Thus, Bahamians should not fool themselves into believing that they stand to benefit from the current administration’s actions. Their civil liberties as citizens of the Bahamas are being eroded by this “policy” purportedly directed at – and against – immigrants. Human Rights lawyer Fred Smith of the Grand Bahama Human Rights Association (GBHRA), makes a strong argument for this scenario in a lengthy response to the Punch’s Nicki Kelly, which he published on Facebook.

Smith asserts that in the Bahamas, too often, “might makes right.” Part of the problem is that the Westminster System of parliamentary democracy, inherited from our colonisers, was not designed for a body politic as small as ours. In a parliamentary democracy, the elected parliament is supposed to control the executive branch of government, and reign in any abuses of power that may occur. In the Bahamian manifestation of the Westminster System, however, parliament is too small to play that role. After the last election and by-election in 2012, the PLP was left with 30 of the 38 seats in the House of Assembly. Of those 30 MPs on the government side, before minimal re-shufflings and/or firings, every single one of them was not just an MP, but also a cabinet minister, parliamentary secretary, speaker, ambassador or chairman of a government corporation. The way the spoils were distributed thus ensured that instead of parliament controlling the executive, the executive now controls parliament. In reality, the Bahamian Westminster System is therefore a Tyranny of Cabinet.

With both the official opposition of the FNM as well as the extra-parliamentary opposition of the DNA jumping on the populist bandwagon, political relief from these infringements on our civil and human rights appears unlikely. It can only be hoped that legal recourse can be found through the courts, which in the past have already ruled some features, such as roadblocks (or “checkpoints,” the Ministry’s euphemism), of this New Immigration Policy unlawful.

Equally Distracted: Losing Sight of the Referendum

[This paper was part of COB’s School of Social Sciences’ lecture series, Diners’ Debates, hosted at Mojo’s Restaurant on 20th November, 2014.]

In July 2014, Prime Minister Perry Christie announced in the House of Assembly that, on 6th November, 2014, the Bahamian electorate would be asked to cast their votes in a constitutional referendum. The only surprise should have been that such a referendum might finally happen, because it has been on Christie’s to-do list ever since he announced the appointment of the Constitutional Commission on 1st August, 2012.

When the Commission submitted its report on 8th July, 2013, that document came close to 250 pages, and made many recommendations. Addressing all of them in a single referendum would indeed have been impractical; this, perhaps, was a lesson learnt from the failed attempt at constitutional reform undertaken by Hubert Ingraham’s administration in 2002.

When the referendum was finally announced and scheduled, and when the Constitutional Amendment Bills were read in the House of Assembly, the overarching theme under which they could have been presented to the public, should have been that of gender equality. Christie, when announcing the appointment of the Commission, laid out in about a page and a half which aspects of the Constitution he expected the Commission to scrutinise. He begins this list by asking the Commission to “pay particular attention to the need to strengthen the fundamental rights and freedoms of the individual, including the need to end gender-based discrimination against women consistent with United Nations Conventions and more enlightened views that have developed globally since the attainment of our Independence. The Commission’s inquiry into this particular matter will necessarily entail close examination not only of the antidiscrimination and fundamental rights provisions but the citizenship provisions of the Constitution as well. Indeed there are other difficult Citizenship-related questions that will no doubt exercise the Constitutional Commission as well.”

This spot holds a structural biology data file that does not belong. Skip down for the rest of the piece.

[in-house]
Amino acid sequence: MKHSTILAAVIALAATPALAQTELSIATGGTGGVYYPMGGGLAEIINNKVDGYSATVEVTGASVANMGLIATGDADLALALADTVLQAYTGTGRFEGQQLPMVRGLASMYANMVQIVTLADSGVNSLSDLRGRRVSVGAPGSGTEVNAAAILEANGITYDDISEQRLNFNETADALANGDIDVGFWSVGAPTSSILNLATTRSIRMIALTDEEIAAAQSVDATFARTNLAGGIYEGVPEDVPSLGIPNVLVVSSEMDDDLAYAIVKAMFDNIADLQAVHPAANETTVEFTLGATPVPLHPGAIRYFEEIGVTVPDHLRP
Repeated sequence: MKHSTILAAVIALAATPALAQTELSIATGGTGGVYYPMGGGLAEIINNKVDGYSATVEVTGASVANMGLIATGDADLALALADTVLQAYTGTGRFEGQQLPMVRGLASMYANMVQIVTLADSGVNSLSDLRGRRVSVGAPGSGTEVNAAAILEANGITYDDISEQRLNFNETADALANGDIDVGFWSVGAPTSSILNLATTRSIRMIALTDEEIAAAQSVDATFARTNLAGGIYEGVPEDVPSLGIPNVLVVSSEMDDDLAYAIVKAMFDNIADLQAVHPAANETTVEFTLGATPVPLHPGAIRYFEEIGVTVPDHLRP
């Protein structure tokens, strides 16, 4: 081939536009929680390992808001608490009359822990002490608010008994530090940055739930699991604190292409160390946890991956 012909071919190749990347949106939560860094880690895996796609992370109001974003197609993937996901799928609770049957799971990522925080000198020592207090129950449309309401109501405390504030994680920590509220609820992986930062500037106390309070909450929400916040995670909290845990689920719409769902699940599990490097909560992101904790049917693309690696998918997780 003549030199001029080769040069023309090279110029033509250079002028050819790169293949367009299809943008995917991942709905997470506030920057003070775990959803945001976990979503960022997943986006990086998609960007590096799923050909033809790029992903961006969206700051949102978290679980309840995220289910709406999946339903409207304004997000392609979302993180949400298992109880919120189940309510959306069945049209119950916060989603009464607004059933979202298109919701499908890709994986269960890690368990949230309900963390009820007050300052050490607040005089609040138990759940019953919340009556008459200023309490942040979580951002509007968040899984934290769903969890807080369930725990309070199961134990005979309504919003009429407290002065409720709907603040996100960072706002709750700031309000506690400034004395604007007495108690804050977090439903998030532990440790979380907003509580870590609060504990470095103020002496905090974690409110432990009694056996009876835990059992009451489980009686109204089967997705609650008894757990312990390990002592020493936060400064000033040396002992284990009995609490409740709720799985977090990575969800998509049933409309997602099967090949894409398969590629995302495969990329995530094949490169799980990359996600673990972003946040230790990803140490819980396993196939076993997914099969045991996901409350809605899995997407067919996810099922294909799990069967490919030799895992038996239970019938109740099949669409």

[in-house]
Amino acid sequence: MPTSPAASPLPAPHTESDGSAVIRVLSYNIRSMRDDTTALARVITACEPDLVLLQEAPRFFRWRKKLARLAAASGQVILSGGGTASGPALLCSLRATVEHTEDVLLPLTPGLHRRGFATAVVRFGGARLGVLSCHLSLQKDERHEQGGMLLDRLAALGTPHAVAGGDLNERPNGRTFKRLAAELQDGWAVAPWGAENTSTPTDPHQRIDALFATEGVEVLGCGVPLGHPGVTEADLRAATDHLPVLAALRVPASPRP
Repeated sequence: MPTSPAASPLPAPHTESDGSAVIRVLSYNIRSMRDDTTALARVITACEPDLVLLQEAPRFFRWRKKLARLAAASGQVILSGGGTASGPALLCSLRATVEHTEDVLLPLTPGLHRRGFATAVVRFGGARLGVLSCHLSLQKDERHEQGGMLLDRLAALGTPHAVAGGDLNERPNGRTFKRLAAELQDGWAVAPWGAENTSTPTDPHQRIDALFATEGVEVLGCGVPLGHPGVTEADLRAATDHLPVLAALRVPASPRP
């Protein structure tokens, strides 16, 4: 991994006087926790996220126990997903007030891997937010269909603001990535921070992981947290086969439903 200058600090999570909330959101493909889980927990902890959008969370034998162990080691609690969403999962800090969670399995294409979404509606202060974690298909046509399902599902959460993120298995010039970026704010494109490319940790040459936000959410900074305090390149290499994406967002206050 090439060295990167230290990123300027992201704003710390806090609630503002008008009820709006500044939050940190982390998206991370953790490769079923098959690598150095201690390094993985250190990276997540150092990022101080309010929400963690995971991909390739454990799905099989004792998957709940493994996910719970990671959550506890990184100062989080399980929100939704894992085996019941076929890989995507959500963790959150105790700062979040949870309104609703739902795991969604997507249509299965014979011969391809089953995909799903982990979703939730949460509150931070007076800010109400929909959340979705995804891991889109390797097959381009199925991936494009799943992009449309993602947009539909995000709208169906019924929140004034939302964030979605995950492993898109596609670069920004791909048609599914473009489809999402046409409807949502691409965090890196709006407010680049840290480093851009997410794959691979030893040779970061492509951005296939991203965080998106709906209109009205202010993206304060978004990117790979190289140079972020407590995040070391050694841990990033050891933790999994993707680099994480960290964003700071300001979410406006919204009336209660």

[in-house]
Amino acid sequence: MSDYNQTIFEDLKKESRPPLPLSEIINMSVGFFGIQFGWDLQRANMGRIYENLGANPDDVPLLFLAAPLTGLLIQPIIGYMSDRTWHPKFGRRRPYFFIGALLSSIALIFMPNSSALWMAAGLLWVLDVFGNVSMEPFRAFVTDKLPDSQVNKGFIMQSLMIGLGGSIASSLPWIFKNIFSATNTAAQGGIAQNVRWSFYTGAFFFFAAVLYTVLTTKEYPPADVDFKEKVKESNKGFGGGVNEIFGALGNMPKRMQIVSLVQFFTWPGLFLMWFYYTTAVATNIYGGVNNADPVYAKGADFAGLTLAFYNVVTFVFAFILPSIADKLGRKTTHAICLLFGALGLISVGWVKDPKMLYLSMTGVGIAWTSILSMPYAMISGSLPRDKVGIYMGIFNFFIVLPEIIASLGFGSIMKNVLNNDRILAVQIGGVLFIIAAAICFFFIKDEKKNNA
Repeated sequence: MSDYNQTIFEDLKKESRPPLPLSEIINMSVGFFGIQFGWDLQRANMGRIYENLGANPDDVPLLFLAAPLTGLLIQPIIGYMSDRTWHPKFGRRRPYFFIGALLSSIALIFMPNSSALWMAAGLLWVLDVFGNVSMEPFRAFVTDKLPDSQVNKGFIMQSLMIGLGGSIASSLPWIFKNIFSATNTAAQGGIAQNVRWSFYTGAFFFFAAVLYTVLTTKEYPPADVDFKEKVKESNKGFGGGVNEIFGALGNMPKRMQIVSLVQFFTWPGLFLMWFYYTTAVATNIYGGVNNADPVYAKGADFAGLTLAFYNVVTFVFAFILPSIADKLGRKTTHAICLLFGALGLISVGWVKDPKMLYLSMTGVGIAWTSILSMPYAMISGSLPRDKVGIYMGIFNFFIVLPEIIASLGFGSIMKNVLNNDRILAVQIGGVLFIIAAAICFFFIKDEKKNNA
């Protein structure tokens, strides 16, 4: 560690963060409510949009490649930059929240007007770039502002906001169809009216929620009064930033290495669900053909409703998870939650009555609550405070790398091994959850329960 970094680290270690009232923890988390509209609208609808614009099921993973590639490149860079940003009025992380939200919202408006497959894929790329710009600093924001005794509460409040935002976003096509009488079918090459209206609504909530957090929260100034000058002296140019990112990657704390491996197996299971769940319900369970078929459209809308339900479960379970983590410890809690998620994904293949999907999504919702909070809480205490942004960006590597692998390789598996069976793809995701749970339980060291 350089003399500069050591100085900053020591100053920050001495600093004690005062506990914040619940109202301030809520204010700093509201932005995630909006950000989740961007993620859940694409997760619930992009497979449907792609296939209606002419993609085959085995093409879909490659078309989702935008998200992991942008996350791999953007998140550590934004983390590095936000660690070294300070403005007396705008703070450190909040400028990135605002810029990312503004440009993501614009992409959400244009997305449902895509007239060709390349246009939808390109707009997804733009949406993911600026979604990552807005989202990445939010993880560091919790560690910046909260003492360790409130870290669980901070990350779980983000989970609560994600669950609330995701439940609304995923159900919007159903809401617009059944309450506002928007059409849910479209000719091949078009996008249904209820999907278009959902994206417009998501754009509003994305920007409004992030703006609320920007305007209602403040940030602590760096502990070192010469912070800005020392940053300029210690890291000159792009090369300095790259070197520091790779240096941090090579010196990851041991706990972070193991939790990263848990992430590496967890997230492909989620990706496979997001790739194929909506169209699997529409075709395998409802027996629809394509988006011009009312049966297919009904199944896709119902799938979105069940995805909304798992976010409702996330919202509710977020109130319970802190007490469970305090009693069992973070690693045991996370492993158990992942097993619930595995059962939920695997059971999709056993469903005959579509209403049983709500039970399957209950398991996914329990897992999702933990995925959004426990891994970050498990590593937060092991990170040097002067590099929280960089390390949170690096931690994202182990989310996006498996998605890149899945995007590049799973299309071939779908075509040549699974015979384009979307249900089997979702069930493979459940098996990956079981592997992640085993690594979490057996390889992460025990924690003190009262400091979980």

Gender equality thus almost became the theme for the first set of four Bills tabled in the House of Assembly. The Constitutional Commission was then charged with a public education campaign to ensure that Bahamian voters could make an informed decision. While officially – again – without a horse in the race, it would be naive to believe that Christie did not task the Commission with selling the four Bills, thus ensuring their passage in both Houses of Parliament as well as the referendum. A successful referendum would be a much needed ‘win’ for the embattled administration, which is headed by a Prime Minister who at times seems overly preoccupied with constructing his personal legacy. And what a legacy that would be: Perry Gladstone Christie, the Prime Minister who brought about gender equality. However, in an act of anticipatory obedience, the concept of gender equality never reached the floor of the House; instead, Christie introduced the referendum as eliminating “discrimination in The Bahamas based on sex.”

Gender, a social construct, had been replaced by the biologically interpreted word sex. This should have been straight forward: 53% of our population and 55% of registered voters are women; the workforce in today’s Bahamas is almost equally comprised of men and women, and in some key sectors, women clearly outnumber men; in today’s Bahamas, approximately 39% of households are female headed; as household sizes increase, that percentage increases, too, suggesting that the number of children raised in female headed households exceeds that figure of 39%; of persons with associate degrees, 66% are female, with bachelor degrees, 62%, with masters degrees, 61%. In such a society, a campaign for equality between the sexes should not be a contentious issue, right?